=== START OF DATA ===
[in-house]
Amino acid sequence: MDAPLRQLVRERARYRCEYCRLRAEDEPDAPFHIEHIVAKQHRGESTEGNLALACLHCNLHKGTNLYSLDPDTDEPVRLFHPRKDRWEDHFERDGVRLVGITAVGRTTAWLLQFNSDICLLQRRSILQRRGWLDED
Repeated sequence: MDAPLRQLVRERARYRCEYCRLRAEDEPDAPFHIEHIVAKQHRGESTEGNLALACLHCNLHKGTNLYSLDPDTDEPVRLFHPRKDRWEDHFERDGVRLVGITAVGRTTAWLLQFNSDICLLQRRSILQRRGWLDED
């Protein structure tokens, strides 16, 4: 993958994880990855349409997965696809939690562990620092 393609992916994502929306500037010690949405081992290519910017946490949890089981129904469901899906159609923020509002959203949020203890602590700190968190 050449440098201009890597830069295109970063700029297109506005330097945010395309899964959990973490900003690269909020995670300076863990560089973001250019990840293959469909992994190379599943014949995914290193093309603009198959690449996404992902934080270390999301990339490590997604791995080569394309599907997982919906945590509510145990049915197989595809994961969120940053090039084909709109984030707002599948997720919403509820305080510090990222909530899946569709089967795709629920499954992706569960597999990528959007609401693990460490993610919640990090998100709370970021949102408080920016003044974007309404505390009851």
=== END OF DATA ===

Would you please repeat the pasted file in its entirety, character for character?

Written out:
[in-house]
Amino acid sequence: MDAPLRQLVRERARYRCEYCRLRAEDEPDAPFHIEHIVAKQHRGESTEGNLALACLHCNLHKGTNLYSLDPDTDEPVRLFHPRKDRWEDHFERDGVRLVGITAVGRTTAWLLQFNSDICLLQRRSILQRRGWLDED
Repeated sequence: MDAPLRQLVRERARYRCEYCRLRAEDEPDAPFHIEHIVAKQHRGESTEGNLALACLHCNLHKGTNLYSLDPDTDEPVRLFHPRKDRWEDHFERDGVRLVGITAVGRTTAWLLQFNSDICLLQRRSILQRRGWLDED
């Protein structure tokens, strides 16, 4: 993958994880990855349409997965696809939690562990620092 393609992916994502929306500037010690949405081992290519910017946490949890089981129904469901899906159609923020509002959203949020203890602590700190968190 050449440098201009890597830069295109970063700029297109506005330097945010395309899964959990973490900003690269909020995670300076863990560089973001250019990840293959469909992994190379599943014949995914290193093309603009198959690449996404992902934080270390999301990339490590997604791995080569394309599907997982919906945590509510145990049915197989595809994961969120940053090039084909709109984030707002599948997720919403509820305080510090990222909530899946569709089967795709629920499954992706569960597999990528959007609401693990460490993610919640990090998100709370970021949102408080920016003044974007309404505390009851």